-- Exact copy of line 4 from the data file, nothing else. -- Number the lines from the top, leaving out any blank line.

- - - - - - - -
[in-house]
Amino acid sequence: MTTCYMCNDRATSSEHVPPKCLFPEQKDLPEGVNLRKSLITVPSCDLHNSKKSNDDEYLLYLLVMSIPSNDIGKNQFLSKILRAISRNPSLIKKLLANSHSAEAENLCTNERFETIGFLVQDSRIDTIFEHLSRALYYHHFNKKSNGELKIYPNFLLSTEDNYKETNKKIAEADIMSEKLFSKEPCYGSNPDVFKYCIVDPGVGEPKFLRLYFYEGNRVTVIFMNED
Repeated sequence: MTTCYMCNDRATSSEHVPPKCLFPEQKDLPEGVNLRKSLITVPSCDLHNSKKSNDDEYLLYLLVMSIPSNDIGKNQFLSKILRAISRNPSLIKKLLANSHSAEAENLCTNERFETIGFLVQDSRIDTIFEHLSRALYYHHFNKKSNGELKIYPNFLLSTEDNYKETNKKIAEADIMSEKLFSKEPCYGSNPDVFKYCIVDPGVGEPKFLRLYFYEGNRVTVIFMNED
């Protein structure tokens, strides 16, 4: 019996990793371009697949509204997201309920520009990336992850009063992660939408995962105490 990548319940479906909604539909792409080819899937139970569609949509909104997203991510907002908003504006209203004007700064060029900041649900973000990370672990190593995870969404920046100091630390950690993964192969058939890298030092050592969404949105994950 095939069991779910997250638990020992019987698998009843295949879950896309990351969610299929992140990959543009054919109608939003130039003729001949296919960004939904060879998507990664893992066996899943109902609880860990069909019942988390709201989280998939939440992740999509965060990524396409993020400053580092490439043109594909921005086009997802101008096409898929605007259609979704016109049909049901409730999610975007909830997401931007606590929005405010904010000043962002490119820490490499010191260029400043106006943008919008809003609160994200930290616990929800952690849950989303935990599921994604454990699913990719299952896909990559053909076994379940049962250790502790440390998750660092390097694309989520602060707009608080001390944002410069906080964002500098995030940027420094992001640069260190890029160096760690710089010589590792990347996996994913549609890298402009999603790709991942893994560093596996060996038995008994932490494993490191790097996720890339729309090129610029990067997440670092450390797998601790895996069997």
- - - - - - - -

């Protein structure tokens, strides 16, 4: 019996990793371009697949509204997201309920520009990336992850009063992660939408995962105490 990548319940479906909604539909792409080819899937139970569609949509909104997203991510907002908003504006209203004007700064060029900041649900973000990370672990190593995870969404920046100091630390950690993964192969058939890298030092050592969404949105994950 095939069991779910997250638990020992019987698998009843295949879950896309990351969610299929992140990959543009054919109608939003130039003729001949296919960004939904060879998507990664893992066996899943109902609880860990069909019942988390709201989280998939939440992740999509965060990524396409993020400053580092490439043109594909921005086009997802101008096409898929605007259609979704016109049909049901409730999610975007909830997401931007606590929005405010904010000043962002490119820490490499010191260029400043106006943008919008809003609160994200930290616990929800952690849950989303935990599921994604454990699913990719299952896909990559053909076994379940049962250790502790440390998750660092390097694309989520602060707009608080001390944002410069906080964002500098995030940027420094992001640069260190890029160096760690710089010589590792990347996996994913549609890298402009999603790709991942893994560093596996060996038995008994932490494993490191790097996720890339729309090129610029990067997440670092450390797998601790895996069997």